A robust collection of mergers and financings outside of the sluggish resource sector propelled Canadian investment banks through 2013.
The investment bankers at RBC Dominion Securities Inc. were the big winners, topping the year's deal-making charts.
"The resources businesses, in particular mining, were slower than they have been in other years, and we saw some of the slack being picked up by other industries," said Doug Guzman, head of global investment banking at RBC. "That would be true in equity new issuance as well as M&A."
RBC's capital markets unit, Canada's largest investment bank, outpaced competitors in equity underwriting, where it raised $5.3-billion for clients, and in acquisition advice, where it was a lead book runner on 57 deals valued at $32.6-billion. The bank also came out on top in initial public offerings and debt sales.
The tide of deals in 2013 was different than in previous years, with a substantial amount of activity stemming from transactions focused on the retail sector. M&A activity was highlighted by Loblaw Cos. Ltd.'s $13-billion acquisition of Shoppers Drug Mart Corp. And Empire Co. Ltd. did a rare $1.8-billion equity deal to fund subsidiary Sobeys Inc.'s acquisition of grocery business Safeway Canada Ltd.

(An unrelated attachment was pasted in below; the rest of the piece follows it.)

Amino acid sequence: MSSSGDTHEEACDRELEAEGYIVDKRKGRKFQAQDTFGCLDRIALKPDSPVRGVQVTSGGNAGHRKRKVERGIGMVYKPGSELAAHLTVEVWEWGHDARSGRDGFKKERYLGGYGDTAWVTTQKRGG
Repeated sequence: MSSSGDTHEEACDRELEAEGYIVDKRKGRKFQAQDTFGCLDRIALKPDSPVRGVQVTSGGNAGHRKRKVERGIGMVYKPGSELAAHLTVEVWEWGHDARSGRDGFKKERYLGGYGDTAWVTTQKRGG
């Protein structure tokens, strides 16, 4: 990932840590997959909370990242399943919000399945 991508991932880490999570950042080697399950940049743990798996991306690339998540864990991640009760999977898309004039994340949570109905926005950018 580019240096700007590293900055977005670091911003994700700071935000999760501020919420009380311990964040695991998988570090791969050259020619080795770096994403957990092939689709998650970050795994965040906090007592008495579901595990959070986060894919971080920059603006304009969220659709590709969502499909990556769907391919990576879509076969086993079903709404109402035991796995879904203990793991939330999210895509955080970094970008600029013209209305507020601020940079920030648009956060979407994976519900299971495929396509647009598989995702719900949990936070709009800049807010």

The Empire financing deal helped push BMO Nesbitt Burns up the equity issuance charts, to $4.7-billion raised, second after RBC.
"In a country with capital markets so reliant on natural resources, and in a year where natural resources were very weak, that we had the kind of activity we did, I think, is impressive," said Peter Miller, head of Canadian equity capital markets, at BMO.
Mega grocery deals are unlikely to buoy the deal-making environment again next year, but there are other pockets of opportunity, the bankers said.
Although the $3.1-billion stock sale by Barrick Gold Corp. was the year's largest equity offering, activity in the mining sector was otherwise quiet through 2013. Mr. Guzman said he doesn't expect this to change in the coming year.
More broadly, though, Mr. Guzman thinks management teams will increasingly seek to build their businesses in 2014, instead of focusing on cost cutting as they have in recent years.